AUSTIN, Texas — The saga with Texas Speaker of the House Dennis Bonnen seemingly reached a conclusion this week.
Three things to know in Texas politics
The Republican Speaker came under fire after the CEO of Empower Texans, Michael Quinn Sullivan, released an audio recording of a conversation he had with Bonnen, where he offered Sullivan media credentials with access to the House floor in exchange for Sullivan campaigning against a list of fellow Republicans in 2020. The recording came out just days before the House Republican Caucus held its retreat in Austin and, afterward, support for Rep. Bonnen (R-Angleton) among lawmakers started to dwindle. This week, Bonnen also announced he will not seek reelection in 2020.
As the Bonnen-Sullivan drama unfolded, the House General Investigating Committee asked the Texas Rangers to investigate the incident to see if any laws were broken. The Rangers turned their findings over to the Brazoria County District Attorney, as she is the D.A. in Bonnen's home district. Two days after the Speaker announced he won't seek reelection, the D.A. announced the investigation was complete and there wasn't enough evidence to charge him with bribery or solicitation of a gift by a public servant. But she had plenty to say about Bonnen, calling his actions "repugnant," "offensive" and "lacking in character."
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Interview: Michael Quinn Sullivan, CEO of Empower Texans
If you don't follow Texas politics closely, you may not realize just how significant the news about Speaker Bonnen is but it has shaken things up at the Capitol. A secret recording created a rift among Republicans in the Texas House of Representatives.
KVUE has requested numerous interviews with Speaker Bonnen but has been told he has no media availability. So, Political Anchor Ashley Goudeau sat down with the other man at the center of this scandal: the CEO of Empower Texans, Michael Quinn Sullivan.
Ashley Goudeau: Michael, thank you for joining us this morning.
Michael Quinn Sullivan: "Absolutely, great to be with you."
Goudeau: Tell us a little bit – we kind-of want to rehash for just a moment – about why you went into this meeting with Speaker of the House Dennis Bonnen, recording.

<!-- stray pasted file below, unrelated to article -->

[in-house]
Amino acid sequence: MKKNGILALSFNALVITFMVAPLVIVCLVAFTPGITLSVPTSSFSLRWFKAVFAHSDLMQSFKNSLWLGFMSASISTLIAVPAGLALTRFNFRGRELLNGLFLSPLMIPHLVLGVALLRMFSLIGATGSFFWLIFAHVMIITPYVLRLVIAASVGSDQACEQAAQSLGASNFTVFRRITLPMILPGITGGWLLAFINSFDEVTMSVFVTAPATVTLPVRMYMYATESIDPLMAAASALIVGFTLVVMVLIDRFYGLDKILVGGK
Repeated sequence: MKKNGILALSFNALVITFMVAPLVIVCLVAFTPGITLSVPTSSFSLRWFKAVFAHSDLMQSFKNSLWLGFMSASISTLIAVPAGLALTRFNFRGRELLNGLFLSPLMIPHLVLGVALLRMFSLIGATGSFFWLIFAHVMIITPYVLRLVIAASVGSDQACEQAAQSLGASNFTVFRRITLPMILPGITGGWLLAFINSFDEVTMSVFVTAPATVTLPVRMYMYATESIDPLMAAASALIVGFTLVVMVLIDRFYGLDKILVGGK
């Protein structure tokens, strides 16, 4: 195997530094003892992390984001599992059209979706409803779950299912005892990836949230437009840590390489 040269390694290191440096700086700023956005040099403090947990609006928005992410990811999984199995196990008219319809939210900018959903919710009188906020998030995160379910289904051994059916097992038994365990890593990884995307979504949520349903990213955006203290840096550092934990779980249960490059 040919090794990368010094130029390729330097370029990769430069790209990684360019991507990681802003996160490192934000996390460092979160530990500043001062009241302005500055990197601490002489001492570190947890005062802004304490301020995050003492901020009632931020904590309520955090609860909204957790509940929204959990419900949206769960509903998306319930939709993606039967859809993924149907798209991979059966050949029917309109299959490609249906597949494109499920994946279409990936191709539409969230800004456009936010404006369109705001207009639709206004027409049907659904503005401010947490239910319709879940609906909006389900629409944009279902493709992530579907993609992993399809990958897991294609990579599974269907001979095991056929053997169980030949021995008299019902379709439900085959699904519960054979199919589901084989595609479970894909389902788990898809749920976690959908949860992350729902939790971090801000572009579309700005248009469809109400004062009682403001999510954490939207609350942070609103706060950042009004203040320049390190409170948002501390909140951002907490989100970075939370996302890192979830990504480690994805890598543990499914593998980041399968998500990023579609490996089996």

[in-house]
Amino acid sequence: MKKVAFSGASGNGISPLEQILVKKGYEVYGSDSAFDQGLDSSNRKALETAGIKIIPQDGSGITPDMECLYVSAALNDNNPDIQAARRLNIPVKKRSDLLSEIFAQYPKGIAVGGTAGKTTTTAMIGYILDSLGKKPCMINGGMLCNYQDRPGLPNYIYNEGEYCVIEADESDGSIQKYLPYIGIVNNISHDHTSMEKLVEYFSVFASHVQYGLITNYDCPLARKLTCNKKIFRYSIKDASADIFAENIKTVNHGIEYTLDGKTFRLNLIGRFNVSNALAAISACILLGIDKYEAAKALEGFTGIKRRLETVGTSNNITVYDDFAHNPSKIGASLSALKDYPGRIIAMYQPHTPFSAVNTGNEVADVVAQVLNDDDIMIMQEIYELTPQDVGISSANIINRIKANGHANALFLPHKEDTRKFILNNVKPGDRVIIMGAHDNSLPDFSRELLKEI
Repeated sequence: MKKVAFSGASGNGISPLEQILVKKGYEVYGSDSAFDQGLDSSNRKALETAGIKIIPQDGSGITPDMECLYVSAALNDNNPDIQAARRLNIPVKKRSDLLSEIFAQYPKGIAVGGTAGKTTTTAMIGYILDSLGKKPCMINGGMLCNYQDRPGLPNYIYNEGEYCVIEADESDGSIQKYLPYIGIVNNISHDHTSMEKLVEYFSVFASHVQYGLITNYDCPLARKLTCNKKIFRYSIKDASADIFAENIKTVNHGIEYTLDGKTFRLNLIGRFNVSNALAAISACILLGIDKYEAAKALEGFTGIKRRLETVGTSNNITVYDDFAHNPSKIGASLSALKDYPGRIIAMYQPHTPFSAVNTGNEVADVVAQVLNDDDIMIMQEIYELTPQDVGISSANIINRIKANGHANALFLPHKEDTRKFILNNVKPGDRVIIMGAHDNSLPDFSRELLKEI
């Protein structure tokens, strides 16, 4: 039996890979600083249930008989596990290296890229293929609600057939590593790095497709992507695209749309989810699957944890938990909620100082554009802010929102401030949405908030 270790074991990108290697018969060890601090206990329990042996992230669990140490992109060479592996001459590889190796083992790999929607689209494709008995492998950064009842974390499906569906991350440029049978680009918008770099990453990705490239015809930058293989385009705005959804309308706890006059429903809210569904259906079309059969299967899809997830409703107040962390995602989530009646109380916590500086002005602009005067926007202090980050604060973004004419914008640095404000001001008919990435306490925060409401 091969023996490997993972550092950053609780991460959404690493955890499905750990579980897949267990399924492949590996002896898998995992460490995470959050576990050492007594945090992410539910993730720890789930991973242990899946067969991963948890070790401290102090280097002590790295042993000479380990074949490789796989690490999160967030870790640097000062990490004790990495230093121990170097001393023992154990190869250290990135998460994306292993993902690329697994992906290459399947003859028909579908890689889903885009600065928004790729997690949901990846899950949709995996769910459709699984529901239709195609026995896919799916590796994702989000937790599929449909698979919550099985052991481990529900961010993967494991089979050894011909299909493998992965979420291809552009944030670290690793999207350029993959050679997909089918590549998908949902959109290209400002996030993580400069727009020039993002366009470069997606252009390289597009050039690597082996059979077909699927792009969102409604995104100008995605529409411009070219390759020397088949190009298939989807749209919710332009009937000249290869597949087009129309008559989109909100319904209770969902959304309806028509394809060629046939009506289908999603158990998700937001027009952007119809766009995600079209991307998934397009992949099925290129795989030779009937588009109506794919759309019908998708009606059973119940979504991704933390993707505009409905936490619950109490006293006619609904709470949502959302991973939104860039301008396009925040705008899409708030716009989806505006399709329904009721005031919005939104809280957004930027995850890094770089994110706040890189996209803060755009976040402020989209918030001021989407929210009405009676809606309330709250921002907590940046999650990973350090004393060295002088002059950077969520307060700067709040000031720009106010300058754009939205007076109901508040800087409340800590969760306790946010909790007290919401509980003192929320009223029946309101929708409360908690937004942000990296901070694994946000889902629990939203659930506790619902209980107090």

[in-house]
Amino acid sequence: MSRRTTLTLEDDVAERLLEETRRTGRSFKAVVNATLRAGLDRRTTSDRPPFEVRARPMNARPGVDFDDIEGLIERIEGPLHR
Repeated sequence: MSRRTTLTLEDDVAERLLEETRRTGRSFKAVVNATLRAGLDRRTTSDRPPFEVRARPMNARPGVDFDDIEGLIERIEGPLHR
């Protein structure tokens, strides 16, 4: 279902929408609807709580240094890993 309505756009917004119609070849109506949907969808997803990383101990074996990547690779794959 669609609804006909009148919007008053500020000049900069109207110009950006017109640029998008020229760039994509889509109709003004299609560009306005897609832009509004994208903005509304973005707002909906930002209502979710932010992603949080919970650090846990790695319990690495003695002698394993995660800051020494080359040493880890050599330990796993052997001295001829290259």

Sullivan: "Well, went into the meeting because Speaker Bonnen invited me to meet with him. There were things that had been – one that Speaker Bonnen had done during the legislative sessions. That State saw where he lied completely and totally about the actions, activities around a Second Amendment activist, that DPS footage demonstrated conclusively that Speaker Bonnen had lied about that. And there were some things that Bonnen had said that had me concerned. And so I needed to protect myself, just really not knowing what to expect out of the meeting. I realized that I needed to at least have a record to defend myself in the future should it be necessary."
Goudeau: And just so our viewers are aware, not that they haven't seen this all over the place, remind us what exactly happened in that meeting.
Sullivan: "So, in that meeting, I expected it to be somewhere on the spectrum of a tongue lashing for my writers not being sufficiently supportive of Speaker Bonnen and the Republican majority or some sort of plea for GOP unity ahead of 2020 or, you know, some mixture of the two. What instead I was confronted with was the Speaker of the House offering my organization, my reporters, media credentials in exchange for my doing political dirty work for him essentially. Targeting his opponents, withholding spending against him, those sorts of things. Completely unexpected."